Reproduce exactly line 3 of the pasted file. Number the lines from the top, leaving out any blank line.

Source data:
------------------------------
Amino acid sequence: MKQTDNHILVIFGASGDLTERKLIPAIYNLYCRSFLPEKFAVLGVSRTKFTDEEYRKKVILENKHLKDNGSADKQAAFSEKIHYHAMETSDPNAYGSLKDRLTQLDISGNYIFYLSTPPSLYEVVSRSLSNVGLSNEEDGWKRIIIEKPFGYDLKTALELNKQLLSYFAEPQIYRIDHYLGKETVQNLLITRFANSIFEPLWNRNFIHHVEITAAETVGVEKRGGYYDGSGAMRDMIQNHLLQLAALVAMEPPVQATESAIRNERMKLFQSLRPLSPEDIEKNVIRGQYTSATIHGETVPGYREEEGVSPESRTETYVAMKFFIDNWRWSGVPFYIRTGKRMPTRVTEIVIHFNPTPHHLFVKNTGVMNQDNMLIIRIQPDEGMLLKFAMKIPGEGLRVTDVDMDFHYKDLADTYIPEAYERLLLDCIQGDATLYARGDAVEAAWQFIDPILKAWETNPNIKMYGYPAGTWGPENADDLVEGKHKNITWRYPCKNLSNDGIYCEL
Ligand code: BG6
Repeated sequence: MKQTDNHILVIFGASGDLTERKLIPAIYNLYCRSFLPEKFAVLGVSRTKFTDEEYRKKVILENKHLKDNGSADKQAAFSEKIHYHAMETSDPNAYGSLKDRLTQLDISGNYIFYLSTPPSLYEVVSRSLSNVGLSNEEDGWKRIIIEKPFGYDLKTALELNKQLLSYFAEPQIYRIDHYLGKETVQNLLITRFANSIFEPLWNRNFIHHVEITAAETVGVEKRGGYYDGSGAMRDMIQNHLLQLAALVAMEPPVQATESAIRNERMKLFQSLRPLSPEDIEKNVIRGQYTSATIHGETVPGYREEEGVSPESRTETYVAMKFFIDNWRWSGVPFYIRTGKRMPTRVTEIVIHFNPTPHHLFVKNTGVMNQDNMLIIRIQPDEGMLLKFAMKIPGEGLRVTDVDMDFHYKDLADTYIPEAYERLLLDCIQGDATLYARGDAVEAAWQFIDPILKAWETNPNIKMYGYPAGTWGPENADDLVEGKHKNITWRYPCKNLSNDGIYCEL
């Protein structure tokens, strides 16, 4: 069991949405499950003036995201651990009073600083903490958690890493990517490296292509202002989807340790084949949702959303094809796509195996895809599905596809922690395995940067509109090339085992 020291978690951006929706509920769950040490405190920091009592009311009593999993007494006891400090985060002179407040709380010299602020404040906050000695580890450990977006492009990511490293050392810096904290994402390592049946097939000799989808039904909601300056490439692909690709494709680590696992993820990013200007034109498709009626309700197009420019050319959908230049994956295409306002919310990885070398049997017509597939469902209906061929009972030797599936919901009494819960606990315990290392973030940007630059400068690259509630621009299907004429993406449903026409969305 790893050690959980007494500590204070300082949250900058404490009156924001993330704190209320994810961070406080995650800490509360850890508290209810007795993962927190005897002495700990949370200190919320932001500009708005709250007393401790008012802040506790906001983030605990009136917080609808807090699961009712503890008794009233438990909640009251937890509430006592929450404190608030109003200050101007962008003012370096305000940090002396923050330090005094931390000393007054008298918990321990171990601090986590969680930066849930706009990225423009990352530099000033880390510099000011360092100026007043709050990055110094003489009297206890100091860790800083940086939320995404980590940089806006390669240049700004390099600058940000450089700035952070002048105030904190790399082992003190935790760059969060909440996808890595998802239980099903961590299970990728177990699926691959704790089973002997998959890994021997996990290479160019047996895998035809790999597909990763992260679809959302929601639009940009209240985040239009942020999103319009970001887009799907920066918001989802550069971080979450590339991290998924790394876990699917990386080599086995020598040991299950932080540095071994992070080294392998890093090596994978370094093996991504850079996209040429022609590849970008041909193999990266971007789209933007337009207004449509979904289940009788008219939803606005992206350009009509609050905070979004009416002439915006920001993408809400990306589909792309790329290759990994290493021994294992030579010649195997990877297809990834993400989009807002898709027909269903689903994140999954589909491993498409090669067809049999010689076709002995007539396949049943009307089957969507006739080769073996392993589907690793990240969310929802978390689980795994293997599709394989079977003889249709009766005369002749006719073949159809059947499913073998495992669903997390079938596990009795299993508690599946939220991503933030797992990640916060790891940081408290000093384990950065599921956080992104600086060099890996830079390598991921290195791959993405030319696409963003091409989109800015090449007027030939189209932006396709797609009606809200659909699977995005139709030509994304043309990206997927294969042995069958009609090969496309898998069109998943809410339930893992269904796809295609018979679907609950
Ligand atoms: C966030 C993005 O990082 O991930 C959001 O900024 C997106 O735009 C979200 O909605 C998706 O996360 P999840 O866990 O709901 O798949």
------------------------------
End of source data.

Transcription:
Repeated sequence: MKQTDNHILVIFGASGDLTERKLIPAIYNLYCRSFLPEKFAVLGVSRTKFTDEEYRKKVILENKHLKDNGSADKQAAFSEKIHYHAMETSDPNAYGSLKDRLTQLDISGNYIFYLSTPPSLYEVVSRSLSNVGLSNEEDGWKRIIIEKPFGYDLKTALELNKQLLSYFAEPQIYRIDHYLGKETVQNLLITRFANSIFEPLWNRNFIHHVEITAAETVGVEKRGGYYDGSGAMRDMIQNHLLQLAALVAMEPPVQATESAIRNERMKLFQSLRPLSPEDIEKNVIRGQYTSATIHGETVPGYREEEGVSPESRTETYVAMKFFIDNWRWSGVPFYIRTGKRMPTRVTEIVIHFNPTPHHLFVKNTGVMNQDNMLIIRIQPDEGMLLKFAMKIPGEGLRVTDVDMDFHYKDLADTYIPEAYERLLLDCIQGDATLYARGDAVEAAWQFIDPILKAWETNPNIKMYGYPAGTWGPENADDLVEGKHKNITWRYPCKNLSNDGIYCEL